Back in Nazi Germany, a group of shopkeeper’s in Munich took the Nazi’s professed commitment to the Corporate state at face value, and attempted to set up a similar corporation themselves. This new body was expected to regulate trade and prices. The result, however, was inflation. The Nazis reacted by dissolving it and arresting its members. They pasted notices over the arrested individuals’ shops, stating their offence and that they were ‘now in protective custody at Dachau’. This somehow suggests that it was for the victims’ benefit, rather than their punishment.

Ballard himself was a high Tory, who felt that increased legislation was stifling Britain by making it too safe. He wrote Crash while he was a correspondent for a motoring magazine. Driving along the new motorways, he felt the experience was too bland and antiseptic, and so in his imagination created a cult around a charismatic psychologist, Vaughn, whose members got their sexual kicks from staging the very accidents road and motor vehicle legislation was intended to remove. The violence in his novels, like Super Cannes, was a deliberate attempt by these societies to counteract the debilitating ennui experienced by their wealthy members by stimulating them at the most primal level through violent threats to their lives.

Now my memory of the 1970s was rather different from Ballard’s. Admittedly, I was only a boy at the time, but I do remember the road safety films. ‘Clunk Click, every trip’, with the vile Jimmy Savile, told you to wear a seatbelt. ‘Don’t be an Amber Gambler’ warned drivers of trying to rush through the orange light at crossings. There were also campaigns against drunk driving and speeding. Dave Prowse, the man behind the Darth Vader costume, appeared in one set as the ‘Green Cross Man’, helping kids cross the road safely. Alvin Stardust also appeared in one of these. Rather than the bland landscape of antiseptic safety Ballard complained about, these public information films traumatised a generation of children with images of mayhem, destruction and carnage. Cars were totalled, and drivers, passengers and pedestrians ground to bloody pulps on regular programming slots – usually just before Grandstand on Saturday afternoons. Rather than senses-dulling boredom, I’m surprised these films didn’t turn everyone watching them into quivering nervous wrecks at the thought of venturing out on the highway.

Despite Ballard’s own Right-wing political views, his observation that future totalitarian regimes will be manipulative and claiming to serve their victims, rather than adopting the naked use of force, does describe the style of Cameron’s own administration and its steady erosion of personal freedom. The ostensible rationale behind the Work Programme and Work Fare, is supposedly to get the unemployed back into work by helping them acquire the necessary skills and the habit of working. The terms and conditions imposed on Job Seekers by the DWP is presented as a ‘Job Seekers’ Agreement’, as if it were a bargain struck between two equal parties, and freely accepted by the unemployed, rather than forced on them through economic necessity. Esther McVey even had the gall last week to claim that the people suffering from sanctions on their benefit, were those ‘who refused the system’s help’. They were made to look like recalcitrant, who had gone back to recidivist scroungers, rather than the victims of a highly exploitative system that sought for even the smallest reason to deprive the poor of an income.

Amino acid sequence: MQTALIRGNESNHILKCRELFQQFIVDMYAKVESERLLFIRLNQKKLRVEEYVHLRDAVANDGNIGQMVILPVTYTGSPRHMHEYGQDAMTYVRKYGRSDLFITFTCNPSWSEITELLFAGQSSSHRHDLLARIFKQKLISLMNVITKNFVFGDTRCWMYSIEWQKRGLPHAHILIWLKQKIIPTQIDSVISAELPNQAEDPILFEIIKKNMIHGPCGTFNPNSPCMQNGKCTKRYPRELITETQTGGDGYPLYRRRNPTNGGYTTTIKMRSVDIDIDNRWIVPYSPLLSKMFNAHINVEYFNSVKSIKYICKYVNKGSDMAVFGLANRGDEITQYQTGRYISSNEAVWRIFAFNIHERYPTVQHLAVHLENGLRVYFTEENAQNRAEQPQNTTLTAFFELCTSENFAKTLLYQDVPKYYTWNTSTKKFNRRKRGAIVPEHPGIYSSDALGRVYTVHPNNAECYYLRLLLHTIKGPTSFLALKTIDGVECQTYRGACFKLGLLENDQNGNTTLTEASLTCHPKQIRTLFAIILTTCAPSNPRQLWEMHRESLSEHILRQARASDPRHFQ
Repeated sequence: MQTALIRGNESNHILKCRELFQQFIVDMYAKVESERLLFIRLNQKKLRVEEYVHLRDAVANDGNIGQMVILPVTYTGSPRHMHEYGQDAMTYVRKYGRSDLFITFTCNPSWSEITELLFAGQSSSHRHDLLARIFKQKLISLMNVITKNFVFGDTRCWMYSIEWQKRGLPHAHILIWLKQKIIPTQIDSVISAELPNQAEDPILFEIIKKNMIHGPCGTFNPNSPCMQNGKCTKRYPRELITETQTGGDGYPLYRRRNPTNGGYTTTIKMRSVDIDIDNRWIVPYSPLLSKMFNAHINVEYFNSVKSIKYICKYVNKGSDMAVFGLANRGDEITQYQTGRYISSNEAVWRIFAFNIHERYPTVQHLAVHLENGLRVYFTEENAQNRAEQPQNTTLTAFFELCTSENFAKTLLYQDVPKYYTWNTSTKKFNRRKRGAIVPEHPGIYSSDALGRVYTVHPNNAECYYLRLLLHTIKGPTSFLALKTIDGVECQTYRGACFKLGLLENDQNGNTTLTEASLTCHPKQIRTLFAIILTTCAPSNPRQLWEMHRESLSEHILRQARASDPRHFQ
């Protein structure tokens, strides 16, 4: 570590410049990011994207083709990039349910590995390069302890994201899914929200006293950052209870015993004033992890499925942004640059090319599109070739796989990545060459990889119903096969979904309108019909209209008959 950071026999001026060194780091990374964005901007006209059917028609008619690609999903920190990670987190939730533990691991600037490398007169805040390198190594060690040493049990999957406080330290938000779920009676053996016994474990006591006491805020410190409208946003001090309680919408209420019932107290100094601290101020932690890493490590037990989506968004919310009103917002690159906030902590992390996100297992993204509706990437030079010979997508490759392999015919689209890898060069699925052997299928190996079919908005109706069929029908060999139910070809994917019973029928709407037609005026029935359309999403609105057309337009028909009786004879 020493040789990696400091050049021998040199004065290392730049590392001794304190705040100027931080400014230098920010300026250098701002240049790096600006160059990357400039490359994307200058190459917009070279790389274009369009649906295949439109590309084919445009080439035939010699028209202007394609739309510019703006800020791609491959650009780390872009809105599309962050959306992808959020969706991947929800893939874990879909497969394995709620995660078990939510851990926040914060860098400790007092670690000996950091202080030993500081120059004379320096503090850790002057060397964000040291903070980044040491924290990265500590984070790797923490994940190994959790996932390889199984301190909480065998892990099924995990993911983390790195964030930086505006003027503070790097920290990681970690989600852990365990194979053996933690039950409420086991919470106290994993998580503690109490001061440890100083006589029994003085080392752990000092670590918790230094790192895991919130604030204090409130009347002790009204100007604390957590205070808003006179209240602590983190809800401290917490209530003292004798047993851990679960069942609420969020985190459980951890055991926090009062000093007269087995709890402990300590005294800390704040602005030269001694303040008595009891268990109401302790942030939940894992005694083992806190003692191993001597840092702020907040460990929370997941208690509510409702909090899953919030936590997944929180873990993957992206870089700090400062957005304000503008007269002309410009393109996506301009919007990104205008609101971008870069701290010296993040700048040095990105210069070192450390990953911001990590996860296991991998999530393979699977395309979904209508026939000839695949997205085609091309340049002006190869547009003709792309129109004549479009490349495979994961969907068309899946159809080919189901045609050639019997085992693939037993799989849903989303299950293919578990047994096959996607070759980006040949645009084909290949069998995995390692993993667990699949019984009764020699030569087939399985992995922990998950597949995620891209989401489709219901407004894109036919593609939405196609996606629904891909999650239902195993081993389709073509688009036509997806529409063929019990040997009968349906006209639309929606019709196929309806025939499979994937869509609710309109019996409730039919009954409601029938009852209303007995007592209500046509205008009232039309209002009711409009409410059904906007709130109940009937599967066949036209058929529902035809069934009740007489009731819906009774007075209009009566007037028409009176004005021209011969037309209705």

The papers also this week carried the news that the legislation proposed by the government to replace the ASBOs would also allow local councils to ban peaceful protests and demonstrations on the grounds that these constituted a public nuisance, or would annoy, upset or inconvenience local residents. It’s a totalitarian attack on free speech, but again masked by the claim that somehow people are being protected. Now the authorities will act to curb and ban demonstrations that may lead to violence or a breach of the peace, such as Protestant marches in Northern Ireland that go through Roman Catholic areas or demonstrations by the BNP or English Defence League that enter Black or Muslim areas. While the authorities’ actions against such marches are resented by the groups planning them, I doubt many people object to the bans on the grounds that the marches are deliberately provocative and would result in violence. Cameron’s legislation goes further than these entire reasonable concerns. Instead, they allow public protests to be banned simply because the residents in the area in which they are held may find them simply inconvenient, like being too noisy. The legislation’s main objective is to stop political protest. It is, however, disguised with the claim that it is giving local people the power to stop troublesome individuals upsetting the rest of the community, like the cantankerous pensioner, who was given an ASBO to stop him being sarcastic to his neighbours.

There is also something Ballardian about Cameron, Osborne and Boris Johnson’s own background. They were members of the elite Bullingdon Club after all, an elite society of the extremely wealthy. Even if they don’t go around beating, maiming and killing non-members as an exercise in corporate bonding, nevertheless they seem to have a shared contempt for the poor coming from their common background.

So Ballard was exactly right. The new totalitarianism does indeed claim to be helpful and somehow serving you, even as it takes it away its citizens’ incomes, their rights to free speech and assembly, and their pride. It’s just that Ballard got the political direction wrong. He thought it was going to come from the Left, rather than the Libertarian advocates of deregulation on the Right.